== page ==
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Este blog no tiene ninguna otra finalidad que compartir y ayudar a reflexionar sobre lógica y filosofía de la lógica, filosofía de las matemáticas, de la ciencia etc.
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Gracias por seguir el blog !!!

Claudio Conforti

martes, 9 de septiembre de 2014

XVII Encuentro Internacional de Didactica de la Lógica


According to JC Beall and Greg Restall, ‘A widespread assumption in contemporary
philosophy of logic is that there is one true logic, that there is one and only one correct
answer as to whether a given argument is deductively valid’. In addition, ‘To be a pluralist
about logical consequence, you need only hold that there is more than “one true logic”’
[1, p. 476].1 And finally, ‘We hold that there is more than one sense in which arguments
may be deductively valid, that these senses are equally good, and equally deserving of the
name deductive validity’. [2]
But what exactly is meant by saying that there is just one ‘true logic’? Or more than
one ‘true logic’? What exactly is meant by saying that there is one and only one correct
answer as to whether a given argument is valid? Or that there is more than one correct
answer? What exactly is meant by saying there is a single sense in which arguments may
be deductively valid rather than more than one sense? Without answers to these questions
we cannot yet determine whether Beall and Restall have successfully provided an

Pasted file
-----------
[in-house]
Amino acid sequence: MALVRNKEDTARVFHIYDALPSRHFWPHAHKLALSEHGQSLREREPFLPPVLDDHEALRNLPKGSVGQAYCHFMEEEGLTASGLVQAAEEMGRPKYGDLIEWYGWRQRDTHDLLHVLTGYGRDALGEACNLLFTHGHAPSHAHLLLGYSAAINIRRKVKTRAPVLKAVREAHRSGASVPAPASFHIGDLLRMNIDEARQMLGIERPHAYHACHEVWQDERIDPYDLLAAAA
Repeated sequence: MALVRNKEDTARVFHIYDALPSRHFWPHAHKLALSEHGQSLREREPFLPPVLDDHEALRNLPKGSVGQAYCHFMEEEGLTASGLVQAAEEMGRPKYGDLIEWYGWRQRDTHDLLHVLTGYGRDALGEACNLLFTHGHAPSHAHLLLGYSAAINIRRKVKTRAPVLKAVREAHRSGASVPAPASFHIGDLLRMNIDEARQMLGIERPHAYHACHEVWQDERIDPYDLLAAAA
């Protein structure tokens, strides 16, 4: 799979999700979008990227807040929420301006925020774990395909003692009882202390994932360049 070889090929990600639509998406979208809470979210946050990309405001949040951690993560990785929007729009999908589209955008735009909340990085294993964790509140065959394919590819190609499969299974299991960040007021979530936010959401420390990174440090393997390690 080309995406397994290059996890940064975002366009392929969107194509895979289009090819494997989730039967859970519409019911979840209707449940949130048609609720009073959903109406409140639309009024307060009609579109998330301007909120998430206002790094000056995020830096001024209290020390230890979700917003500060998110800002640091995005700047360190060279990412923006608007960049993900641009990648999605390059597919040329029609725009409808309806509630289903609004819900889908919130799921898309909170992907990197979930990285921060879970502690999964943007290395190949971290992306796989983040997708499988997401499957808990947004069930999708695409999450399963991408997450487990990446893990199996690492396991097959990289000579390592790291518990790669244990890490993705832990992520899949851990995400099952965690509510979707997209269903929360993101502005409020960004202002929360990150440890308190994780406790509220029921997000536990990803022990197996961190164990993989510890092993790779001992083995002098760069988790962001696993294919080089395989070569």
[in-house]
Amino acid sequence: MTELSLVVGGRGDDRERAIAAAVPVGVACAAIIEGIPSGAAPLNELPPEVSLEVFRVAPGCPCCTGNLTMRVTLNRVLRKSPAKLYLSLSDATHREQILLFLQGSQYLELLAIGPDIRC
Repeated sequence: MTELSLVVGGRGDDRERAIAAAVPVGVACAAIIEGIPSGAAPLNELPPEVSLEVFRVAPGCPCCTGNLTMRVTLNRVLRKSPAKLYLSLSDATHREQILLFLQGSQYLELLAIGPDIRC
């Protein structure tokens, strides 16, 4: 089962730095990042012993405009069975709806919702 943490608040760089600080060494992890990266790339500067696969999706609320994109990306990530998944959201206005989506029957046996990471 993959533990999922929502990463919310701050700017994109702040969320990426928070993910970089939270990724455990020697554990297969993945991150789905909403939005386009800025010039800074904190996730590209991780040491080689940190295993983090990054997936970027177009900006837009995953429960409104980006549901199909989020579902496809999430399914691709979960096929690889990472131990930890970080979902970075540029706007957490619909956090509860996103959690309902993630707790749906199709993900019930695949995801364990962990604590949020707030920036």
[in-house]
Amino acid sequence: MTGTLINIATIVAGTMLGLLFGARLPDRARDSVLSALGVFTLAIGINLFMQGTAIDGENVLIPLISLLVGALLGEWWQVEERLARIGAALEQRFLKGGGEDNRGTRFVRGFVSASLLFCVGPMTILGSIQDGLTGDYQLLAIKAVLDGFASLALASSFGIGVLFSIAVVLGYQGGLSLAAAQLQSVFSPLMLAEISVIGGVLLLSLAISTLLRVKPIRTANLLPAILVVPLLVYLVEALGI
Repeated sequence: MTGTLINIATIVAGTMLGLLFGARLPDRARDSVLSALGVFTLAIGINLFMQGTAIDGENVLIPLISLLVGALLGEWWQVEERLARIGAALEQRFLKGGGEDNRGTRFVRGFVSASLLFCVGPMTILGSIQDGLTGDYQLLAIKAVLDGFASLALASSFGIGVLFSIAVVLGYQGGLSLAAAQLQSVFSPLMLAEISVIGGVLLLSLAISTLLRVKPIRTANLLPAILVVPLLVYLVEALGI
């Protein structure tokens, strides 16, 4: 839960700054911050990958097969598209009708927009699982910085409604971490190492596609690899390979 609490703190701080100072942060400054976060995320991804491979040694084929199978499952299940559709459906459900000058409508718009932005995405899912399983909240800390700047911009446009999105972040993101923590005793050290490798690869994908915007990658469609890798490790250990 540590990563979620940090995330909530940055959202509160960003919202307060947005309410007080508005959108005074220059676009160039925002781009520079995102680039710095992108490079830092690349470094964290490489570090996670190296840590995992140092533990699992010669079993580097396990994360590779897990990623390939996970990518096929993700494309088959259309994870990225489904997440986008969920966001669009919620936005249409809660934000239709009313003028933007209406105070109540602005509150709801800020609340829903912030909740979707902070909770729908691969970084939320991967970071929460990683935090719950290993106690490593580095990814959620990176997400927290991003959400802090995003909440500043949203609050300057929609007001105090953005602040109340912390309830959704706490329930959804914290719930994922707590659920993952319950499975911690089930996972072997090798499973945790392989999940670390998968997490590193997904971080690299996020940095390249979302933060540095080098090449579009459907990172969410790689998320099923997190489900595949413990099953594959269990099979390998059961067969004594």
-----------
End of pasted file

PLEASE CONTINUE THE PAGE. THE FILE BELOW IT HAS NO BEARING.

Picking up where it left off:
alternative to logical orthodoxy.
In section I, I shall present Beall’s and Restall’s position—Logical Pluralism. Based on
this presentation, in section II, I shall ask some important questions about the details of
their Logical Pluralism and argue that without answers to these questions we cannot yet
determine whether Logical Pluralism is viable or even what exactly Logical Pluralism is.
In section III, I shall try to determine what exactly Logical Monism is, and, as a result,
what exactly Logical Pluralism might be. In section IV, I shall compare Monism and
Pluralism on the problem of determining that a logical system gets validity wrong by
classifying invalid arguments as valid. I shall argue that without clear answers to the
questions raised in section II we are unable to determine whether Pluralism can avoid this
problem. At the same time I will suggest some answers which must be avoided, if
Pluralism is to avoid self-refutation. I shall conclude that Beall and Restall have failed to
demonstrate the truth of their Logical Pluralism, but have still produced a serious
challenge to the very foundations of logic.


ABSTRACT. Up to now theories of semantic information have implicitly relied
on logical monism, or the view that there is one true logic. The latter position has
been explicitly challenged by logical pluralists. Adopting an unbiased attitude in
the philosophy of information, we take a suggestion from Beall and Restall at
heart and exploit logical pluralism to recognise another kind of pluralism. The
latter is called informational pluralism, a thesis whose implications for a theory of
semantic information we explore.

Una defensa sistemática del pluralismo lógico por Diego Tajer